I’m drawn to this idea of what it takes to recognise the living Christ – these scenes of revelation make me think about a scene from my favourite movie, Whale Rider. The story centers around Pikea, the granddaughter of the hereditary chief. Pikea’s mother and twin brother die at her birth, and her father names her after her direct ancestor Pikea, the Whale Rider, who, having nowhere else to turn, rode on the back of a whale from Hiwaiki to their New Zealand home. Trouble comes when she is born because a girl has no place in this hereditary line. Eleven years later the community is plagued with aimlessness and the young people have turned to drugs and alcohol. When the chief decides to do a search among the young boys for the next chief, young Pikea is excluded, but she still learns to fight in the way of the male warriors, she learns the chant that only men sing, and she retrieves from under the water the whale tooth her grandfather threw overboard, marking her as the new leader. The chief’s denial of his granddaughter brings the community to a dark moment where Right Wales, the sacred spirits of their people, beach themselves on the shore of their village. After the community spends hours trying to get the whales back in the water, the chief stands on the beach and sees the Whale Rider . . . it is his granddaughter, Pikea on the back of a whale. This image doesn’t lie. This is the future God has in mind; his heart is changed and the identity and soul of their community is restored . . . because God speaks in the language of our lives, in words and images we cannot deny.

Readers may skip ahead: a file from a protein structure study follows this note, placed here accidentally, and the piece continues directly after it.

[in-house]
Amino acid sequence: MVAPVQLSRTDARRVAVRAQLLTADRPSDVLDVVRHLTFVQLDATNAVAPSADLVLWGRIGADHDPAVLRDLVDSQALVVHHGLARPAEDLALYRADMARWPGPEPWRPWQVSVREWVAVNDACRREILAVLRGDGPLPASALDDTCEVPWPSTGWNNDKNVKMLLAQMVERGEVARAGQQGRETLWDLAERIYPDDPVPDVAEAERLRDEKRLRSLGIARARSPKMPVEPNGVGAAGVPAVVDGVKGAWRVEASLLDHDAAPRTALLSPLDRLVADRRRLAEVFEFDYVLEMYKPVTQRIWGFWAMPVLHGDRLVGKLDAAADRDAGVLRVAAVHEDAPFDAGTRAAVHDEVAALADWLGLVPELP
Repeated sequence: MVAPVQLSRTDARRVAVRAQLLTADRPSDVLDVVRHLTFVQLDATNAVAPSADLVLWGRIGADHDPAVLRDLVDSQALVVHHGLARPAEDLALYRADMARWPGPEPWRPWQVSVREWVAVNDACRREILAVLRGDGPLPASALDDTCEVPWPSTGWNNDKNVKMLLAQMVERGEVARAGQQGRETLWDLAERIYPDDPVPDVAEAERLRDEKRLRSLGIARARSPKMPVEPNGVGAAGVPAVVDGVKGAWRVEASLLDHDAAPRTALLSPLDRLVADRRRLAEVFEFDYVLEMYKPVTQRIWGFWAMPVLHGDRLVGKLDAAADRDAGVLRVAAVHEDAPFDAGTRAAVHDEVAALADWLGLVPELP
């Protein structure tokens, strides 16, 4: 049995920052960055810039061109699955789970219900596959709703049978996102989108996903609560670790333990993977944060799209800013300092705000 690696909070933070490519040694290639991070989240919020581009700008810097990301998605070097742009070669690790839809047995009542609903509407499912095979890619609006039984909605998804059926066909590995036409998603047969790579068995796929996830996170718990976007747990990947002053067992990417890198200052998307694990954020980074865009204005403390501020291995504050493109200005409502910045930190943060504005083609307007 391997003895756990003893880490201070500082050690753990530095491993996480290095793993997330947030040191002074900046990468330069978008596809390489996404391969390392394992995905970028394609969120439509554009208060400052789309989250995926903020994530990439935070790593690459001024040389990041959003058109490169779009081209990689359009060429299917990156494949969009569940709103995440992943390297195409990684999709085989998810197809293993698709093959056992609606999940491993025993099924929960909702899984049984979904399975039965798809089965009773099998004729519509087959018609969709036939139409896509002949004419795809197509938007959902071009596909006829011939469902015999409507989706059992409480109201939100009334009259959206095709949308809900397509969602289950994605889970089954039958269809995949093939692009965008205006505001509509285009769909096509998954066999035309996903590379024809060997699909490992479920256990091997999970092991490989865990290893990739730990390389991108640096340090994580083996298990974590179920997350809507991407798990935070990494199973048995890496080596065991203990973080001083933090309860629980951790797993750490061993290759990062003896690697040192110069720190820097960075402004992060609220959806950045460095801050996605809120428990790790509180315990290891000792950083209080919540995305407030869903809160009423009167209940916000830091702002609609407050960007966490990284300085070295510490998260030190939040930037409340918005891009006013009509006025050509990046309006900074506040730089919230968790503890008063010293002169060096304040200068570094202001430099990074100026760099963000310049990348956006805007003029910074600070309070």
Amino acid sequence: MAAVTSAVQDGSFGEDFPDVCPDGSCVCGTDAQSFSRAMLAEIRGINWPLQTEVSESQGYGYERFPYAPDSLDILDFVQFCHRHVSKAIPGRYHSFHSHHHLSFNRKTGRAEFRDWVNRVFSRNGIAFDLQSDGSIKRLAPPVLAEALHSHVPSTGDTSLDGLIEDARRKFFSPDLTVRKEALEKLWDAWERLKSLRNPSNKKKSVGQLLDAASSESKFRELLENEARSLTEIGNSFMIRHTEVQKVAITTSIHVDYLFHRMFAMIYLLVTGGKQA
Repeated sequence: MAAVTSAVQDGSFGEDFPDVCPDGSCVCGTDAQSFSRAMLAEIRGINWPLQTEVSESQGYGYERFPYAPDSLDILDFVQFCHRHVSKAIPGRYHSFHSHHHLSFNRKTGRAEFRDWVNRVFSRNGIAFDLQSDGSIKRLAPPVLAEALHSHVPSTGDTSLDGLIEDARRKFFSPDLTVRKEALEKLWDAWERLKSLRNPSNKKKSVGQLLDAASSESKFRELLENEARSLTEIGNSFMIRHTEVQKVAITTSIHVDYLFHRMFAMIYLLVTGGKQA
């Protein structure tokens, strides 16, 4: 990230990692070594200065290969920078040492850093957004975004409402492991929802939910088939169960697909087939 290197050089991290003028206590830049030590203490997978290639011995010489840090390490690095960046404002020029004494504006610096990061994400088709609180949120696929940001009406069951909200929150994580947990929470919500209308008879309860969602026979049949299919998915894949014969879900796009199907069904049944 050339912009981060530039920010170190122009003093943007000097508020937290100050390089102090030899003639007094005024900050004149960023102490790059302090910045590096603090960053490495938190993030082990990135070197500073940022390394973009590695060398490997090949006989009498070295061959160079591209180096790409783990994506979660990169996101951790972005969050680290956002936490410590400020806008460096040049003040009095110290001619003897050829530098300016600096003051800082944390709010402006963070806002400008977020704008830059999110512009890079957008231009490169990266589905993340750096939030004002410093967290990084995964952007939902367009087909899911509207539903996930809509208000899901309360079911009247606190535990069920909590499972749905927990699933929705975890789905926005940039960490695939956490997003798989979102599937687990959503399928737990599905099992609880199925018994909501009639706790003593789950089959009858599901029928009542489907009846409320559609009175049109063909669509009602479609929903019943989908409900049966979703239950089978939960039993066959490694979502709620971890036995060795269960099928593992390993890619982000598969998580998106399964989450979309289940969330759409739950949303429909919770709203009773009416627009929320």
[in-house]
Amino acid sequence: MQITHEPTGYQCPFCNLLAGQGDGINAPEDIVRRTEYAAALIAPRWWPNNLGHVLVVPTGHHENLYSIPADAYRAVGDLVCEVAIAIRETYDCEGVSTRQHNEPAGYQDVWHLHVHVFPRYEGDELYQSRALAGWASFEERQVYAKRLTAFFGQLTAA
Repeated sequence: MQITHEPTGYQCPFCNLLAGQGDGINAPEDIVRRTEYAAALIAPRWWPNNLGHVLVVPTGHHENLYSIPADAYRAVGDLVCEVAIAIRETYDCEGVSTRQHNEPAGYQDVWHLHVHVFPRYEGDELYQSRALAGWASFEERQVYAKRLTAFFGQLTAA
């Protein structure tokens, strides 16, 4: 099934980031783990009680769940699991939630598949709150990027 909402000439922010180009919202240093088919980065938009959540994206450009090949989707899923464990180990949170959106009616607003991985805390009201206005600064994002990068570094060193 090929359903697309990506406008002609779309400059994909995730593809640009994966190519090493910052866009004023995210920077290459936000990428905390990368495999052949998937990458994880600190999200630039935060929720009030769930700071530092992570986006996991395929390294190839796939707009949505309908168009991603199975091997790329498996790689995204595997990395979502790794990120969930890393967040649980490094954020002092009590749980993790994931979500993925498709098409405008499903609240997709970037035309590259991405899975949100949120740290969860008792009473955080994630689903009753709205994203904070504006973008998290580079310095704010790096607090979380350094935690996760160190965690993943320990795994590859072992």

It would be easy for someone to try and pull in that net bulging with fish and give thanks simply for the fish. But John includes these details that go further . . . they put in the net on the other side at his direction, and receive abundance and the net is not torn. When you follow Jesus on the Way, you have a sure foundation and a fullness of life beyond what any of us can imagine. Jesus says if we will follow his way the abundance he offers will not fail us.

          Sitting with Jesus after breakfast, Peter has a come-to-Jesus moment. Jesus asks: do you love me more than this life you once knew? Do you love me more than safety and security, more than familiarity? Do you love me? Yes, yes, you know I love you! Feed my lambs; tend my sheep; feed my sheep. This is the future I have in mind, Peter, lead on the Way of Jesus.

It’s certainly going to take you out of your comfort zone; it will surely be dangerous. It means a life of continual prayer and communication with God, of learning to recognize the signs of the living Christ in your midst, of being willing to shift directions or abandoning an idea when God leads you a different way.

What are the indicators that tell you Christ is present? There are surely others, but scripture suggests it may be something like a word of connection in a frantic moment like with Jesus and Mary at the tomb; maybe a bizarre encounter that leaves you questioning what you thought you knew about the world; perhaps it is in remembering the story, with Jesus at the table breaking the bread; what about following a silly suggestion or performing a daring act of obedience that brings you fullness. As disciples God calls us to a life of service, each of us has a role, even our congregation has a role. Let us look and listen for the living Christ in our midst as we follow on the Way.